There's one thing about integration that befuddles even the experts: Given the number of data-integration solutions available, why is hand-coding still the most common way to integrate?
Philip Howard, the data management research director at Bloor Research, has a theory: It's an alignment problem, traceable to the "mismatch" in specifications between what users want and what IT delivers.
Informatica might just have found the solution in a combination of role-based interfaces, business entities-invoices, customer information, orders, (Informatica calls them logical data objects)-and other new functions, he writes in a recent review of Informatica 9.
Informatica 9 is the company's updated data- integration infrastructure platform. It was released in November to glowing reviews from various experts and analysts, as I shared on this blog.
To be honest, this late in the game, I wouldn't normally post about an additional review, but hand-coding is a major issue for many companies. I've written about it on numerous occasions, and experts still are befuddled about why companies continue to do it.
It's time-consuming, the expenses add up over time, and it can cause major problems if, say, the responsible developer retires or leaves the company. That's what happened to John Shafer, application developer for the e-business portion of Levolor. <strong>Shafer said one person was responsible for mission-critical integration at Levolor before he came on board</strong>. This situation created so much risk, IT actually used risk avoidance to justify investing in Talend's data-integration tool.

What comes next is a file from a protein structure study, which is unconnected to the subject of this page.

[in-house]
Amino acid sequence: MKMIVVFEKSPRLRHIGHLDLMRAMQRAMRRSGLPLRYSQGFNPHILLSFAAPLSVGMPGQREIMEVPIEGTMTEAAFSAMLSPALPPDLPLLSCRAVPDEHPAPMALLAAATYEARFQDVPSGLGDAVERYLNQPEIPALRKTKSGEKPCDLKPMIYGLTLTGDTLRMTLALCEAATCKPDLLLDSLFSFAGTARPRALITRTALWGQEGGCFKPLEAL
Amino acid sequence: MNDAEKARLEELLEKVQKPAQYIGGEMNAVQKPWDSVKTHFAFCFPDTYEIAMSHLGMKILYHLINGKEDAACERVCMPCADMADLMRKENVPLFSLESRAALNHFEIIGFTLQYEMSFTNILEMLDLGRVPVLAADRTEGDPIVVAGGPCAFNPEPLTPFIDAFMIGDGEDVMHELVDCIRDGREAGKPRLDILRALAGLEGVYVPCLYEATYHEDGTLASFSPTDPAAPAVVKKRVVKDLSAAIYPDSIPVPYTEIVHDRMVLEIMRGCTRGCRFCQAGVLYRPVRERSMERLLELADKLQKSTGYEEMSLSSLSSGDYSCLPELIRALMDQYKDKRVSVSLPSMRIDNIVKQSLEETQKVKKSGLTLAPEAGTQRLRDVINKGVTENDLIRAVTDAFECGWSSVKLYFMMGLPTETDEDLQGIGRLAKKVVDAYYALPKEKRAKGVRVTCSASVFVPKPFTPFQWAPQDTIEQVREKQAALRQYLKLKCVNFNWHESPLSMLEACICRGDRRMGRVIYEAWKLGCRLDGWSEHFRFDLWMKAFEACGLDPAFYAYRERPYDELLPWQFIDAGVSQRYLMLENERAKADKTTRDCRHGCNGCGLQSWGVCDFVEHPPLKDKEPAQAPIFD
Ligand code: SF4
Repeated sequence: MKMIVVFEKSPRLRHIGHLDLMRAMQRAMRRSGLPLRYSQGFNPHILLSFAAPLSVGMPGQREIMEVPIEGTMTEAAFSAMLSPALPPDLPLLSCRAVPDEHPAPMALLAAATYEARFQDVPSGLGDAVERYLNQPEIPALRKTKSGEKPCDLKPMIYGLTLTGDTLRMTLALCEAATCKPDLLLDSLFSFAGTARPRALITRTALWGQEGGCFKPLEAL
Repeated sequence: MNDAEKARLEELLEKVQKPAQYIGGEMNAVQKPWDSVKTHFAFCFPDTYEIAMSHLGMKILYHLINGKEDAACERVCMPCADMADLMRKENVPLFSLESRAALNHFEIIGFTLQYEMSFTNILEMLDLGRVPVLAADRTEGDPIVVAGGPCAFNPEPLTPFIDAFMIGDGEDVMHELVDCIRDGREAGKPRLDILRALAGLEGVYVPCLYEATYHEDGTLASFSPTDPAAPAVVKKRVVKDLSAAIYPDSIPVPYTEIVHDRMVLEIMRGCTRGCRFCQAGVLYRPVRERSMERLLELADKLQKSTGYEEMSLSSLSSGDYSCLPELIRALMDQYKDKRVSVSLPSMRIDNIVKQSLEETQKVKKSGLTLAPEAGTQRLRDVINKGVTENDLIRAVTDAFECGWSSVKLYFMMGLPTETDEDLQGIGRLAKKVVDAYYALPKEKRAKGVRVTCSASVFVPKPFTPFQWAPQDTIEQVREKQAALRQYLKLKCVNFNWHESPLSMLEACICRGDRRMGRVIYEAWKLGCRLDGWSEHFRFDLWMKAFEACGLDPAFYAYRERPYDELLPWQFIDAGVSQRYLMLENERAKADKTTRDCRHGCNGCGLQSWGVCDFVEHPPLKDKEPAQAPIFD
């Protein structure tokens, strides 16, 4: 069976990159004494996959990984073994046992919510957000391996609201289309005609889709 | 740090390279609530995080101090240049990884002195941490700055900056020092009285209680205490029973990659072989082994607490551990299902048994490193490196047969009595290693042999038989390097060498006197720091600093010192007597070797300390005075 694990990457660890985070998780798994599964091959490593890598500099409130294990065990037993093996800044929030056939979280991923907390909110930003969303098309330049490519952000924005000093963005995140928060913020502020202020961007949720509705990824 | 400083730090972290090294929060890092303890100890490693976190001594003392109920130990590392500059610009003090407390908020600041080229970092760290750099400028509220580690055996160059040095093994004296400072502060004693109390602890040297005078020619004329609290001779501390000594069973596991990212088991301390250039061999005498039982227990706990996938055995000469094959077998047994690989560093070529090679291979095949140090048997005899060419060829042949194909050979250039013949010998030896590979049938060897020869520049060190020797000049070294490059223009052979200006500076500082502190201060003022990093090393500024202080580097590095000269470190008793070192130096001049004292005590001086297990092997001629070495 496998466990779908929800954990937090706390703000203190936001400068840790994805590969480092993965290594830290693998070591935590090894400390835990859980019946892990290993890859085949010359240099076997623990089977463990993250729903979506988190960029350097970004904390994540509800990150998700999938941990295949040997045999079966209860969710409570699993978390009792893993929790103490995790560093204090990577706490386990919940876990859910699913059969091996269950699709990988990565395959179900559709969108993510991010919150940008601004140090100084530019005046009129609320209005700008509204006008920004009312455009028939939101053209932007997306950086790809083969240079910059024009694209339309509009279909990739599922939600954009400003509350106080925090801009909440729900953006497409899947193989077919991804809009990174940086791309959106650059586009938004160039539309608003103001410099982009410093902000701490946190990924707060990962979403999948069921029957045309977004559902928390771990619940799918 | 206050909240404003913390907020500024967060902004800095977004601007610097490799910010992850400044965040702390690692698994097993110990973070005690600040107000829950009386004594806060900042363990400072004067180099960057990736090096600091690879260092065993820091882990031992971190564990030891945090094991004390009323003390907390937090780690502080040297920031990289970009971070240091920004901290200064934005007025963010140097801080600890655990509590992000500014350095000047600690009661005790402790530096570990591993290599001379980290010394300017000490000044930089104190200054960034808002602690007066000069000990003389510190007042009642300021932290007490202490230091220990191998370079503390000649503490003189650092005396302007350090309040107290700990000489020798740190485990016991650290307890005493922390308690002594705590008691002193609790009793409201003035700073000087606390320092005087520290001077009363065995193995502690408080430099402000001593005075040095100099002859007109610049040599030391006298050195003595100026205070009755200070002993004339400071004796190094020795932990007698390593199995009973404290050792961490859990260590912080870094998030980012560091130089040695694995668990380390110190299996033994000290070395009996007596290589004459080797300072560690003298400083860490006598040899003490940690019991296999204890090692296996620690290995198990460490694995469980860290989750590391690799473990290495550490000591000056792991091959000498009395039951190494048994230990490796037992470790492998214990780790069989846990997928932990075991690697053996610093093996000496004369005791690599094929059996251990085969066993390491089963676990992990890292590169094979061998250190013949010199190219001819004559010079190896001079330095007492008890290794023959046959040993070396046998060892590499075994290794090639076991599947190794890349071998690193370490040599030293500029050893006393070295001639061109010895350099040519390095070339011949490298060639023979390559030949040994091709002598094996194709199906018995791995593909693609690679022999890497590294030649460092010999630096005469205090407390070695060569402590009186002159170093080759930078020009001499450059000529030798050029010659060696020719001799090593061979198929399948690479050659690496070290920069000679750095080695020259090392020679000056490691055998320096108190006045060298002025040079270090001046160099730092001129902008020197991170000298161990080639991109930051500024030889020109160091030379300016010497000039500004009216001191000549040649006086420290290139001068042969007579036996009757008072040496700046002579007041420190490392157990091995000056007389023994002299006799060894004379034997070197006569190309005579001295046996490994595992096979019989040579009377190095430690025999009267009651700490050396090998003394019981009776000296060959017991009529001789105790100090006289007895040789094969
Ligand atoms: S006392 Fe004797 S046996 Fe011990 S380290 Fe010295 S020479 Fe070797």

Regardless of why companies stick with hand-coding, Howard thinks Informatica might have finally found the ROI lever to motivate them to switch:
My own view is that the specification mismatch' which exists between user requirements and what the developer produces is one of the main reasons why so many companies continue to hand code rather than using a data integration platform: if that mismatch (which exists just as much in hand coded environments) can be overcome through use of business/IT collaboration, which I believe it can, then this will be a major ROI benefit that Informatica can use to overcome the objections of hand coding stalwarts.
Of course, that all depends upon whether he's correct about why organizations still have a culture of hand-coding. I'd be interested to hear if others agree with his reasoning.